The US Air Force is aggressively exploring new concepts for scattered operations and expeditionary flying, and Guam is a key component of its plan for a potential conflict with China in the Pacific. Adding a hypersonic weapon to this plan is believed to aid those operations, given that such a weapon is harder to intercept owing to its high speed and unpredictable trajectory.

Needless to say, China is keenly watching Guam due to its location in the Pacific. A potential live fire test of a hypersonic weapon from Guam should necessarily cause jitters in China.

A China military expert and founder of PLATracker told EurAsian Times, “I think the decision to hold hypersonic weapons familiarization training at Guam reflects Anderson AFB’s vital role in Pacific deterrence. Strategic bombers based in Guam are likely to be hosts for hypersonic weapons, and while ARRW won’t be developed to the point of operational capability, training with it will allow these units to integrate hypersonic capabilities in the future.”

AGM-183 ARRW – Wikipedia

“While ARRW training presents a far less immediate threat than the Army’s operation of the Long-Range Hypersonic Weapon in Hawaii with the 3rd Multi-Domain Task Force, Beijing is likely to view this as provocative nonetheless,” Michael said.

Additionally, experts also believe that the development and testing of a next-generation air-launched standoff weapon is imperative due to China’s expanding anti-access/area denial (A2/AD) capabilities.

In the case of a Taiwan or South China Sea crisis, China’s A2/AD capabilities in the Pacific pose a danger to US and ally military bases and supply routes, block theater access, and fortify vital assets.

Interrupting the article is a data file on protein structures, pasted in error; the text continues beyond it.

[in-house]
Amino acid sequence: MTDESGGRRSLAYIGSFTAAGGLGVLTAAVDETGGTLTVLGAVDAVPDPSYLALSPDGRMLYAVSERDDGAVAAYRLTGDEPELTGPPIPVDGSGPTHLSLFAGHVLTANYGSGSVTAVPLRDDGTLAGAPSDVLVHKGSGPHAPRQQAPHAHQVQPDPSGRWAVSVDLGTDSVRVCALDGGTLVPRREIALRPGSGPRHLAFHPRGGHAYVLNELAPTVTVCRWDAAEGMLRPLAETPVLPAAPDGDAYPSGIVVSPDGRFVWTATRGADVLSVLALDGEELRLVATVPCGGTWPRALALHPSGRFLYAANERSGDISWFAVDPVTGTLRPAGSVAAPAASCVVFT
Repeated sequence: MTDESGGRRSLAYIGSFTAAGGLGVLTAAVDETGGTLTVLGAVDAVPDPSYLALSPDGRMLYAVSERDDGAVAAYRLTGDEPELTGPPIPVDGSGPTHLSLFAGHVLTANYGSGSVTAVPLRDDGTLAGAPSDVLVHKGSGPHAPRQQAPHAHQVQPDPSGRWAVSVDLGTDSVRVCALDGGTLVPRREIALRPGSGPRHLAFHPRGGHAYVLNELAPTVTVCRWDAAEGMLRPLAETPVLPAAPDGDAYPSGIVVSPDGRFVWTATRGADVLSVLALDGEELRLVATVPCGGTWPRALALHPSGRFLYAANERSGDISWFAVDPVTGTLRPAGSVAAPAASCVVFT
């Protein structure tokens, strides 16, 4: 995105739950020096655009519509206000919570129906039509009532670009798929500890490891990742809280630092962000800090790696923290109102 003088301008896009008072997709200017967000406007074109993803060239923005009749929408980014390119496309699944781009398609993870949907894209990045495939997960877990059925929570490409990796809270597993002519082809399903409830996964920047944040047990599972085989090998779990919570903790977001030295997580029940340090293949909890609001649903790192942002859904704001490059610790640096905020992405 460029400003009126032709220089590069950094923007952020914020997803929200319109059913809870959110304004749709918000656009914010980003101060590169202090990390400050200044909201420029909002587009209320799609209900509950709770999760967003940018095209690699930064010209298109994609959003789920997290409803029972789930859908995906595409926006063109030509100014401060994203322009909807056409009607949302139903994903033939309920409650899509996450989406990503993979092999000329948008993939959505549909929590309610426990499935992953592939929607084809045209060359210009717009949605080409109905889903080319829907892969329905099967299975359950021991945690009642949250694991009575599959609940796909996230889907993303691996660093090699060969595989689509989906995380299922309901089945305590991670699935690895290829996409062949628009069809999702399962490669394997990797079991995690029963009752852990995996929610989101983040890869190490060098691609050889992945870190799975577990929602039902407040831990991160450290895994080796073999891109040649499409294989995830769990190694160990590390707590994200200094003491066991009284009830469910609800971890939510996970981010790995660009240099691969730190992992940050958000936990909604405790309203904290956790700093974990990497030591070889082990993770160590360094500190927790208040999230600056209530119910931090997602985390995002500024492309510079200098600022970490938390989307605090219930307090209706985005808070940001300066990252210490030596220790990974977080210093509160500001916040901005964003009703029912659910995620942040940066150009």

Don McLain Gill, Manila-based geopolitical analyst & Lecturer at the Department of International Studies, De La Salle University, said, “It is undeniable that China’s A2/AD capabilities in the Western Pacific are increasing by the day. Moreover, China’s desire to project more power and cement its influence over the South China Sea and the Taiwan Strait is also creating concerns over the ability of the US and its defense network to effectively safeguard vital SLOCs, bases, and supply lines in the sub-region of the greater Indo-Pacific.” 

“At a time when the US seeks to pursue a Distributed Maritime Operations concept, there is a growing recognition within the defense establishment towards the importance of standoff weapons like the ARRW, which are also crucial for addressing challenges caused by A2/AD threats in the maritime domain,” McLain Gill pointed out.

China’s concerns are reflected in its criticism of the rapid militarisation of Guam. In August last year, Beijing warned Washington against turning Guam into a US “outpost to wage wars.”

Senior Col. Wu Qian, spokesman for China’s Defense Ministry, said, “As for Guam … its security depends on what role the US wants Guam to play. If Guam were to be an outpost to wage wars, it would not be secure even if it were armed to the teeth.”

Releasing the pictures last week, the Air Force claimed it was undertaking “familiarization” training with air and ground operators on hypersonic systems, which included a “academics” component, in addition to sharing missile footage. Interestingly, Edwards Air Force Base in California conducted a similar familiarization program before an ARRW test last year.

Due to the paucity of any specific information from the US Air Force (USAF), it is not clear why the ARRW has been resuscitated for testing, but the appearance of the missile does suggest that the news about its demise may have been grossly overblown.